We continued on up Wetterhorn's ridge, enjoying the progressive light show that was starting to erupt to the east.
Just before we reached Wetterhorn's final section, the sun began to get closer and closer to emerging... would we make it to the top before the sunrise? I was getting nervous in anticipation.
I was really having fun with my camera, firing off several bracketed shots for HDR, using rocks as a tripod and the self-timer to prevent camera shake.
We finally reached a small snowfield that was in a small flat area before the top. The snowfield was at the base of the huge cliff walls of Wetterhorn and lead us to a notch that was a portal to the super fun Class 3 section of Wetterhorn.
At last, we reached the final summit pitch and Regina went first. Her enthusiasm for Wetterhorn was impressive and nothing like her lack of enthusiasm two days prior on Wilson Peak.
I was even able to take some video of Regina climbing up this section.
I followed Regina after she had secured herself above, and quickly made it up within a few seconds of fun climbing. We were literally about 20 seconds from the top and I told Regina that the sun would be rising in any second. I crested the summit and it was quite possibly one of the most amazing thing I've ever witnessed. The sun literally crested the horizon THE EXACT MOMENT that I crested the summit. The timing was insane. I ran as fast as I could to the other side, built a rock tripod, and began shooting. I knew that this was gold.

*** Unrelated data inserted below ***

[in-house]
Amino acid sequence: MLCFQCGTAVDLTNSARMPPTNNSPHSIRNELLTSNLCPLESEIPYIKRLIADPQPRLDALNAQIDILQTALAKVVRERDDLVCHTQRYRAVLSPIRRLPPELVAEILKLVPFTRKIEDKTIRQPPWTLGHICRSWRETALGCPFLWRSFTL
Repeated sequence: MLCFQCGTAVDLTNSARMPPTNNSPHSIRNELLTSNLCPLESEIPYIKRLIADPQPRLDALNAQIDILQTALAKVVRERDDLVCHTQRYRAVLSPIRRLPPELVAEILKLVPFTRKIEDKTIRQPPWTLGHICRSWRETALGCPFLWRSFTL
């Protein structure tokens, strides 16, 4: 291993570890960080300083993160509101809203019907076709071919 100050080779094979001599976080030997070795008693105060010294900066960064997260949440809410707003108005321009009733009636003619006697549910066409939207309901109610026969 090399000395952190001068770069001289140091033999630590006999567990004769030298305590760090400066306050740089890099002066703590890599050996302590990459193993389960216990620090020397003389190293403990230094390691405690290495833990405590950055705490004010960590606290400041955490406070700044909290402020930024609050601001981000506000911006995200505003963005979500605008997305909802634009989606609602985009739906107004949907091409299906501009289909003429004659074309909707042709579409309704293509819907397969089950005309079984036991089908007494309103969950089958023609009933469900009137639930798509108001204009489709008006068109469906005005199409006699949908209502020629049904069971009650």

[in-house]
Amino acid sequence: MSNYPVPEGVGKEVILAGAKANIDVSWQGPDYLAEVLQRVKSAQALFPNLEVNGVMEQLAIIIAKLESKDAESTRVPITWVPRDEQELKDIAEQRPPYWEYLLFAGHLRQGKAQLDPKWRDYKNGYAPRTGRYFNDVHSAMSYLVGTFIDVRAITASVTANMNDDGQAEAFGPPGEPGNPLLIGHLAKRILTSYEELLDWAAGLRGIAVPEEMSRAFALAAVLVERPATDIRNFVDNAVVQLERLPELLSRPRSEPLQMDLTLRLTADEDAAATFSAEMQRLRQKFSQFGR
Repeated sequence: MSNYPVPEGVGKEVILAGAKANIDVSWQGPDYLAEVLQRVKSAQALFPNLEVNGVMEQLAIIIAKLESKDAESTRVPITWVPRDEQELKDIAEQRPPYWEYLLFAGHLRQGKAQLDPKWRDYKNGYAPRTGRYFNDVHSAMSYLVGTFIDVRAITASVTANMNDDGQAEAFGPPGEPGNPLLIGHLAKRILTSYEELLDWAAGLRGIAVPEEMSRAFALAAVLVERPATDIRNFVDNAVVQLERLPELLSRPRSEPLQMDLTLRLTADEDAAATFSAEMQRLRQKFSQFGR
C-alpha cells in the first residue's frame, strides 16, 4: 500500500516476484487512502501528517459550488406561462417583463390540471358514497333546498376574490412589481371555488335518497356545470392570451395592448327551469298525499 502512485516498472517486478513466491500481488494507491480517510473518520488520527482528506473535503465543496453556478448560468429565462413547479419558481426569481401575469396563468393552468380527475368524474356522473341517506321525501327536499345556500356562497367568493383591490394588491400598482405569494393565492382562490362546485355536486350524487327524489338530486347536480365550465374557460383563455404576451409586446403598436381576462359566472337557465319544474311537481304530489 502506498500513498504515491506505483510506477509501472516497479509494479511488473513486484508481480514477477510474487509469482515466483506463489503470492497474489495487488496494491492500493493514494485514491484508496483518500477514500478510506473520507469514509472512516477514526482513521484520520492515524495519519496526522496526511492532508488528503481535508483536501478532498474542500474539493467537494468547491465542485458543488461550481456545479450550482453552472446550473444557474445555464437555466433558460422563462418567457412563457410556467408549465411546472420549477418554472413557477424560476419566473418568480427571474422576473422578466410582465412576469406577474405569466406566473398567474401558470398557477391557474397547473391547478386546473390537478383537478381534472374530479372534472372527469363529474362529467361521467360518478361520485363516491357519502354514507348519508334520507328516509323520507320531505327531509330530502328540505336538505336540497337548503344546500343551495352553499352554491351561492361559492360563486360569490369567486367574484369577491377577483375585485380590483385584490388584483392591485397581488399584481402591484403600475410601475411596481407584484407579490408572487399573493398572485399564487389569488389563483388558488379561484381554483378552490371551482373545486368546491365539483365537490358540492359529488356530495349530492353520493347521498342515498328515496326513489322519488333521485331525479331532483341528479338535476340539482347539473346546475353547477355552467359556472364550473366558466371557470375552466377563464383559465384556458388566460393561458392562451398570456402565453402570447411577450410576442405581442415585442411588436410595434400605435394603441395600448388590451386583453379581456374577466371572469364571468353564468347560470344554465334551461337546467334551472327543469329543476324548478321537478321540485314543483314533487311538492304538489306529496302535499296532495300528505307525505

These two are HDR and almost the same except for some slightly different processing techniques.
I was like a little kid on Christmas. I had no words to describe it. I didn't even realize it, but it was pretty cold up there. I think it took me a good 20 minutes to even feel it.
Regina was pretty excited too, being that it was the first time she had seen the sunrise from the top of the mountain.
The lighting was perfect for High Dynamic Range (HDR). I knew that this would be the best chance I'd get in a long time to put together an HDR pano, so I gave it a shot. The results were mind-blowing. I can't wait to get one printed for my house.
The views of Coxcomb and Redcliff were crazy!
Hey, the summit shelter even makes a good tripod in a pinch! I decided to take a few HDR shots of Sneffels and the rest of the rugged San Juan Mountains to the west.
Uncompahgre Peak was truly an amazing feature to photograph from Wetterhorn.
I had always admired both Uncompahgre and Wetterhorn as a pair, especially last year from Handies Peak (Wetterhorn on the left, Uncompahgre on the right):
Is there really such a thing as too many sunrise photos?
Or panoramics for that matter?
The craggy features of Redcliff to the North were quite impressive as well!
All this photography and I had almost forgotten that Regina was with me, obviously a bit chilled!